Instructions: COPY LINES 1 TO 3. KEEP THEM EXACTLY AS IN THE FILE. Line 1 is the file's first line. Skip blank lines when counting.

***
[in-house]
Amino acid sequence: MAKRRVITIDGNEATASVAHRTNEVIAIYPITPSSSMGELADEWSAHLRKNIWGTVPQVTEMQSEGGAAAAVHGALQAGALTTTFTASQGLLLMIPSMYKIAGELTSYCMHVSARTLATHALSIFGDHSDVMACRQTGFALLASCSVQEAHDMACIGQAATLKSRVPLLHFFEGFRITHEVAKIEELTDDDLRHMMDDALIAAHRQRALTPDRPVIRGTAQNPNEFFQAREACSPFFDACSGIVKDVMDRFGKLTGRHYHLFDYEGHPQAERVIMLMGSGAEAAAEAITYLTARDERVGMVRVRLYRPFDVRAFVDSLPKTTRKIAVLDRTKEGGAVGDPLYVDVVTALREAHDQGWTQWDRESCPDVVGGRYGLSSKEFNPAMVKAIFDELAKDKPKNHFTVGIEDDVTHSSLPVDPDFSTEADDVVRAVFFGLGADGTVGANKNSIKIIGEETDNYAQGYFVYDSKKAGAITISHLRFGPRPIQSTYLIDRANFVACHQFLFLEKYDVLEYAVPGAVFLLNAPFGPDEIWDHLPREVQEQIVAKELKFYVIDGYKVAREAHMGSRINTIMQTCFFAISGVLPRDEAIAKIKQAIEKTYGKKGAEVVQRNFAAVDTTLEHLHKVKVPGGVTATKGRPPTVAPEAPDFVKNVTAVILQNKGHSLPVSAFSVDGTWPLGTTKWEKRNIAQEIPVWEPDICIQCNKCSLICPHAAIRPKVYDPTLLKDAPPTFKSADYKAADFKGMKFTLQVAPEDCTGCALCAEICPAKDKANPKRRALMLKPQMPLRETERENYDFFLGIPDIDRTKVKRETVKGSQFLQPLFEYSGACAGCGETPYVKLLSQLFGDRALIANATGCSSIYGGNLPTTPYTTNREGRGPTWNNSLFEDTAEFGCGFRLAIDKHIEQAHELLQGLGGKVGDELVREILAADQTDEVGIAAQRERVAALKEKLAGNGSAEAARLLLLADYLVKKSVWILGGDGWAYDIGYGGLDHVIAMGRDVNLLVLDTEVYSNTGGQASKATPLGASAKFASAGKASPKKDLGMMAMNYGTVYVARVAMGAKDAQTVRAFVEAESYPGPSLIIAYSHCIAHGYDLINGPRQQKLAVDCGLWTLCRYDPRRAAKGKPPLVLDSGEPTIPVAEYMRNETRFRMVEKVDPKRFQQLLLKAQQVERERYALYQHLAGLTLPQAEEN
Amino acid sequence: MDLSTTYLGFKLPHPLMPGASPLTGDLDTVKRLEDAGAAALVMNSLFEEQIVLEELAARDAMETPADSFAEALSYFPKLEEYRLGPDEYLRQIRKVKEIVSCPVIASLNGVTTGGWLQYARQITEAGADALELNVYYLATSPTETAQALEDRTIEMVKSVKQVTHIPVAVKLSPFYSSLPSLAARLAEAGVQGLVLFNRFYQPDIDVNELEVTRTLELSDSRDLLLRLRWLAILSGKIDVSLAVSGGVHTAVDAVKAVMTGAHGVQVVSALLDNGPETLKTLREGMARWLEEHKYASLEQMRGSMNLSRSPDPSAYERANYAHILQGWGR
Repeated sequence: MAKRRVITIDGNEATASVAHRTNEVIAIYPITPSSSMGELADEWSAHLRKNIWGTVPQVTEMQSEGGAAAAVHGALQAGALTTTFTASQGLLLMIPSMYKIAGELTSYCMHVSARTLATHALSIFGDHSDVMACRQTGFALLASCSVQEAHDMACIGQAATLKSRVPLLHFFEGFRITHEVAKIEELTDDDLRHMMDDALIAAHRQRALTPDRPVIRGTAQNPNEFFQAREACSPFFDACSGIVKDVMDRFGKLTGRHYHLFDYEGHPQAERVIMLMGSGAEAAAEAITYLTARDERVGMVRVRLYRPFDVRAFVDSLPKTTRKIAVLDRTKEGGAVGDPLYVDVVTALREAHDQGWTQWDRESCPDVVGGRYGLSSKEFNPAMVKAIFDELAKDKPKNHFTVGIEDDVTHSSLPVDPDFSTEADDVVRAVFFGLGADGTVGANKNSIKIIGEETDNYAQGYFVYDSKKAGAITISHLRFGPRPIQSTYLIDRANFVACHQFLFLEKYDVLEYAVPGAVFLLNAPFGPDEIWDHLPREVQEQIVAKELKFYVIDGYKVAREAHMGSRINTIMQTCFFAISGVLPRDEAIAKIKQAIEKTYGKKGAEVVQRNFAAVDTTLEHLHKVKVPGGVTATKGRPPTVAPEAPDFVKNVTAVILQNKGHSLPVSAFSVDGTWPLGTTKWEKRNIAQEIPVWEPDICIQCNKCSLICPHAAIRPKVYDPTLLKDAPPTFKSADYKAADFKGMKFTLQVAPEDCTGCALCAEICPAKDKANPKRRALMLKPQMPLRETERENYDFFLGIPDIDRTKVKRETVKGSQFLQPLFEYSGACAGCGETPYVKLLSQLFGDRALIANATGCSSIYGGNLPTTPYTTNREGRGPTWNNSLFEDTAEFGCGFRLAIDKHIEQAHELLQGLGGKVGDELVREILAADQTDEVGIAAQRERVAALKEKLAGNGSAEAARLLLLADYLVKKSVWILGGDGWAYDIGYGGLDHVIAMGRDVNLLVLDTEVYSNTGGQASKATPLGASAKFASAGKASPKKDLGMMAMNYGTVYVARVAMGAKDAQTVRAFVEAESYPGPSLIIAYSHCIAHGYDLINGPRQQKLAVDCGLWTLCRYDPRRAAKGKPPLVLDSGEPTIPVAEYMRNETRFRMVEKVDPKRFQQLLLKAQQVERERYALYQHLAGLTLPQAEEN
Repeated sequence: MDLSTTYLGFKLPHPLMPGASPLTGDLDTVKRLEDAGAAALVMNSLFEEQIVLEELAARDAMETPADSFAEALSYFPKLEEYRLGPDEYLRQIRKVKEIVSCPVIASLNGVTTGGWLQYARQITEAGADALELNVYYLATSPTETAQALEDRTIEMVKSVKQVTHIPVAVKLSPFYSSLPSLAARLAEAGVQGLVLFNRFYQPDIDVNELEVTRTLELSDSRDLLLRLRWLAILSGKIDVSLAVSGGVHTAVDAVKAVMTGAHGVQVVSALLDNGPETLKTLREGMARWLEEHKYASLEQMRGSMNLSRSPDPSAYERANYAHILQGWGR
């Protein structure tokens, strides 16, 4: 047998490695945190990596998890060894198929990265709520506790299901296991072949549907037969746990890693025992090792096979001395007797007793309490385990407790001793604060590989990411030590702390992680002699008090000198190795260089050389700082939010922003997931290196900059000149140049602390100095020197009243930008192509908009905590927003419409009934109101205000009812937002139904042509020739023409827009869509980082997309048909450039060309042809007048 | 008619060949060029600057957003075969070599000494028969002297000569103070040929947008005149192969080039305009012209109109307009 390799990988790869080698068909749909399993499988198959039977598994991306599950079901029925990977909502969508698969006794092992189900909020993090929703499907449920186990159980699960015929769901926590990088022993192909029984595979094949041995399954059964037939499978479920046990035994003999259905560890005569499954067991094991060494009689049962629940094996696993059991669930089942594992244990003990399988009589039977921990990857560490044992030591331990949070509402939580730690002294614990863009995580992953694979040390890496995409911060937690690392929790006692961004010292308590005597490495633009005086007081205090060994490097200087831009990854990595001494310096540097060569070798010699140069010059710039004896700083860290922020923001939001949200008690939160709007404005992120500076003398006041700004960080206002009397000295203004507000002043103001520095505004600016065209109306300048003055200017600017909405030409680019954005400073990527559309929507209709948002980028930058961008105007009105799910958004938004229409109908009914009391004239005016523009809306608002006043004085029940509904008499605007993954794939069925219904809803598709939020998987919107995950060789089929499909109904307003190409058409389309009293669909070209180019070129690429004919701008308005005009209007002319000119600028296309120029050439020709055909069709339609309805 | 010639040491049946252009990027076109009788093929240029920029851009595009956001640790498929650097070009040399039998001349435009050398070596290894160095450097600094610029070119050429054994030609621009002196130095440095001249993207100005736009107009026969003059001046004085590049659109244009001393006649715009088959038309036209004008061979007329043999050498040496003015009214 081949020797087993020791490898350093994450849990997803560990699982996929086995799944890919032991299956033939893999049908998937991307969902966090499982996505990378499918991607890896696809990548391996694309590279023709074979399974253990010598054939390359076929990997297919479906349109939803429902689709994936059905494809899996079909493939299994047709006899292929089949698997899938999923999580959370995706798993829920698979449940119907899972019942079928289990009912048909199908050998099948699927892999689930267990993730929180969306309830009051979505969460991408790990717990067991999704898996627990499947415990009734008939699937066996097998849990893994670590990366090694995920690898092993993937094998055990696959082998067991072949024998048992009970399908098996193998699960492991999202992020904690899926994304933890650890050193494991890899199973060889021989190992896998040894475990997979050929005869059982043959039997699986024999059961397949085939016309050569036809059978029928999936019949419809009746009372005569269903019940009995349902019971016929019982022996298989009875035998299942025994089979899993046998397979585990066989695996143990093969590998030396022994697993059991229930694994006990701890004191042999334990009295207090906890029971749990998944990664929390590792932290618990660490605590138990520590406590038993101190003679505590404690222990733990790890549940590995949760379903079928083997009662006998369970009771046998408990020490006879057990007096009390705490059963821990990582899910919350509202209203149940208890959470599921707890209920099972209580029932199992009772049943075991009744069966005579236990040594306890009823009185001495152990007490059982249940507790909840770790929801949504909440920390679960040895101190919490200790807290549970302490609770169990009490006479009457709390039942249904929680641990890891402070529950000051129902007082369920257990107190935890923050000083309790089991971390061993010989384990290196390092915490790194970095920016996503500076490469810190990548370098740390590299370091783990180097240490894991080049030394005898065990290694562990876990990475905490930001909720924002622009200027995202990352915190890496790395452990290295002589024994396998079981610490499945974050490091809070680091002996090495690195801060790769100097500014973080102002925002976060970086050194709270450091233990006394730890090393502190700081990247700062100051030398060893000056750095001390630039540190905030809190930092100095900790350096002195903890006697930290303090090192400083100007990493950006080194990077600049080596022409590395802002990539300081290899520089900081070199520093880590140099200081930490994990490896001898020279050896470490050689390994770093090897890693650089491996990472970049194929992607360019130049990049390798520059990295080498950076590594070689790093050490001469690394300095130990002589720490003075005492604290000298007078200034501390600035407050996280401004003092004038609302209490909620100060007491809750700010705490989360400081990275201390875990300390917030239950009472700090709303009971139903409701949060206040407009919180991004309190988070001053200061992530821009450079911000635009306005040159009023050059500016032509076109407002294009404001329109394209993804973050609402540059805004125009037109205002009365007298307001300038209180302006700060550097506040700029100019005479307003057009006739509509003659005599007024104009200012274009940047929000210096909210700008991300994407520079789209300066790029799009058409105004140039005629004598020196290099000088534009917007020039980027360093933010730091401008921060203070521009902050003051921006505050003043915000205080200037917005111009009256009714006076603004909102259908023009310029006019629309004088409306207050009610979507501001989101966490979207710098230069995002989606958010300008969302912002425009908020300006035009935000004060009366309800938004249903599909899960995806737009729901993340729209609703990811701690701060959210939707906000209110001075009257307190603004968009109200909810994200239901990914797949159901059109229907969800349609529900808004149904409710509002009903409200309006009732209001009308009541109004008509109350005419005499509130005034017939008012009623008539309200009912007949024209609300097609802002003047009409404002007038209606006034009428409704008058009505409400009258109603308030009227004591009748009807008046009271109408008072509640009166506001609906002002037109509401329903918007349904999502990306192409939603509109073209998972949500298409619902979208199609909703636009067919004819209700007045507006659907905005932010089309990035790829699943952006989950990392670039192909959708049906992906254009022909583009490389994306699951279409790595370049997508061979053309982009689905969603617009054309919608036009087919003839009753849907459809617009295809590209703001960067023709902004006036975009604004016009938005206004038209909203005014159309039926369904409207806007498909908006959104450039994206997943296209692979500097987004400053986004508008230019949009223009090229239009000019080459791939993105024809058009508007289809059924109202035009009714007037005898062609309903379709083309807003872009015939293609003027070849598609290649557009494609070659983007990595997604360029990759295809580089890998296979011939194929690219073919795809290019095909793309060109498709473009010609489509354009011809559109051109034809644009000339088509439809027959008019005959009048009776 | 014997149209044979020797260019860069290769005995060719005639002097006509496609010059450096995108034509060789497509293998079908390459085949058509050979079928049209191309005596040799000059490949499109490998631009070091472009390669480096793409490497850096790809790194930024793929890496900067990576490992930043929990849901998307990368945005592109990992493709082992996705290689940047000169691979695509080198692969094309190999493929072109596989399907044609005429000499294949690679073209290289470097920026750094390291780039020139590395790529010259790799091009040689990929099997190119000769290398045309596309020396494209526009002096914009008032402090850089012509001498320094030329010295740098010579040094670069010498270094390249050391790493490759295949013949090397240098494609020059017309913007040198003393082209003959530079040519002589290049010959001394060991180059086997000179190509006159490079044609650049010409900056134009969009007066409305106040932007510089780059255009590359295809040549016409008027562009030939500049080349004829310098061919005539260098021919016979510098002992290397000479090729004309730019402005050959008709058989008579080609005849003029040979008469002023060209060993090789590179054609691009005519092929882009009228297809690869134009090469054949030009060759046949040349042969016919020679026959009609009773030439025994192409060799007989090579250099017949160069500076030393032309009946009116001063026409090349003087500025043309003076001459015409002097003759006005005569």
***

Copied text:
[in-house]
Amino acid sequence: MAKRRVITIDGNEATASVAHRTNEVIAIYPITPSSSMGELADEWSAHLRKNIWGTVPQVTEMQSEGGAAAAVHGALQAGALTTTFTASQGLLLMIPSMYKIAGELTSYCMHVSARTLATHALSIFGDHSDVMACRQTGFALLASCSVQEAHDMACIGQAATLKSRVPLLHFFEGFRITHEVAKIEELTDDDLRHMMDDALIAAHRQRALTPDRPVIRGTAQNPNEFFQAREACSPFFDACSGIVKDVMDRFGKLTGRHYHLFDYEGHPQAERVIMLMGSGAEAAAEAITYLTARDERVGMVRVRLYRPFDVRAFVDSLPKTTRKIAVLDRTKEGGAVGDPLYVDVVTALREAHDQGWTQWDRESCPDVVGGRYGLSSKEFNPAMVKAIFDELAKDKPKNHFTVGIEDDVTHSSLPVDPDFSTEADDVVRAVFFGLGADGTVGANKNSIKIIGEETDNYAQGYFVYDSKKAGAITISHLRFGPRPIQSTYLIDRANFVACHQFLFLEKYDVLEYAVPGAVFLLNAPFGPDEIWDHLPREVQEQIVAKELKFYVIDGYKVAREAHMGSRINTIMQTCFFAISGVLPRDEAIAKIKQAIEKTYGKKGAEVVQRNFAAVDTTLEHLHKVKVPGGVTATKGRPPTVAPEAPDFVKNVTAVILQNKGHSLPVSAFSVDGTWPLGTTKWEKRNIAQEIPVWEPDICIQCNKCSLICPHAAIRPKVYDPTLLKDAPPTFKSADYKAADFKGMKFTLQVAPEDCTGCALCAEICPAKDKANPKRRALMLKPQMPLRETERENYDFFLGIPDIDRTKVKRETVKGSQFLQPLFEYSGACAGCGETPYVKLLSQLFGDRALIANATGCSSIYGGNLPTTPYTTNREGRGPTWNNSLFEDTAEFGCGFRLAIDKHIEQAHELLQGLGGKVGDELVREILAADQTDEVGIAAQRERVAALKEKLAGNGSAEAARLLLLADYLVKKSVWILGGDGWAYDIGYGGLDHVIAMGRDVNLLVLDTEVYSNTGGQASKATPLGASAKFASAGKASPKKDLGMMAMNYGTVYVARVAMGAKDAQTVRAFVEAESYPGPSLIIAYSHCIAHGYDLINGPRQQKLAVDCGLWTLCRYDPRRAAKGKPPLVLDSGEPTIPVAEYMRNETRFRMVEKVDPKRFQQLLLKAQQVERERYALYQHLAGLTLPQAEEN
Amino acid sequence: MDLSTTYLGFKLPHPLMPGASPLTGDLDTVKRLEDAGAAALVMNSLFEEQIVLEELAARDAMETPADSFAEALSYFPKLEEYRLGPDEYLRQIRKVKEIVSCPVIASLNGVTTGGWLQYARQITEAGADALELNVYYLATSPTETAQALEDRTIEMVKSVKQVTHIPVAVKLSPFYSSLPSLAARLAEAGVQGLVLFNRFYQPDIDVNELEVTRTLELSDSRDLLLRLRWLAILSGKIDVSLAVSGGVHTAVDAVKAVMTGAHGVQVVSALLDNGPETLKTLREGMARWLEEHKYASLEQMRGSMNLSRSPDPSAYERANYAHILQGWGR